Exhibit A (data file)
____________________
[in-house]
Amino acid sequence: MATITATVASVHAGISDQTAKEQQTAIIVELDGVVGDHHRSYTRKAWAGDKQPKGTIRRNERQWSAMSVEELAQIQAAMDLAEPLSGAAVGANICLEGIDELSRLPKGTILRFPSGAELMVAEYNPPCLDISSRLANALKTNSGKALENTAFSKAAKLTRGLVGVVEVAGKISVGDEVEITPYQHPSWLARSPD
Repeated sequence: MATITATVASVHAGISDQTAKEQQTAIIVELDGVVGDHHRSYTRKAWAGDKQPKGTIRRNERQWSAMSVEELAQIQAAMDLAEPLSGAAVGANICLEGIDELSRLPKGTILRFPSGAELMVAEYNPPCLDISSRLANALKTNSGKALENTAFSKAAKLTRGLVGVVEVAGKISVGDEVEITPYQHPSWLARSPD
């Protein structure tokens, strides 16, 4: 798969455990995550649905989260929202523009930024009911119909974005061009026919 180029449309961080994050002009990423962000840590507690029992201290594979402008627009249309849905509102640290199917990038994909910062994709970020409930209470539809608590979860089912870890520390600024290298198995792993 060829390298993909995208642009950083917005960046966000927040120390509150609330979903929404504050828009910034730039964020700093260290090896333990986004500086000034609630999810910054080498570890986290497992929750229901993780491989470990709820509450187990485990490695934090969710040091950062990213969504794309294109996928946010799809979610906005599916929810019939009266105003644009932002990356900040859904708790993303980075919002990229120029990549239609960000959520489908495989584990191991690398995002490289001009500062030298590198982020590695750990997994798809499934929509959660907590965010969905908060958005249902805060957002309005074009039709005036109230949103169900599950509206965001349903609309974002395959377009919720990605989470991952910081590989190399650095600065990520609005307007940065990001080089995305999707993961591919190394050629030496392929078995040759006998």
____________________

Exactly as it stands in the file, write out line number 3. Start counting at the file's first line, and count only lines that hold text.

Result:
Repeated sequence: MATITATVASVHAGISDQTAKEQQTAIIVELDGVVGDHHRSYTRKAWAGDKQPKGTIRRNERQWSAMSVEELAQIQAAMDLAEPLSGAAVGANICLEGIDELSRLPKGTILRFPSGAELMVAEYNPPCLDISSRLANALKTNSGKALENTAFSKAAKLTRGLVGVVEVAGKISVGDEVEITPYQHPSWLARSPD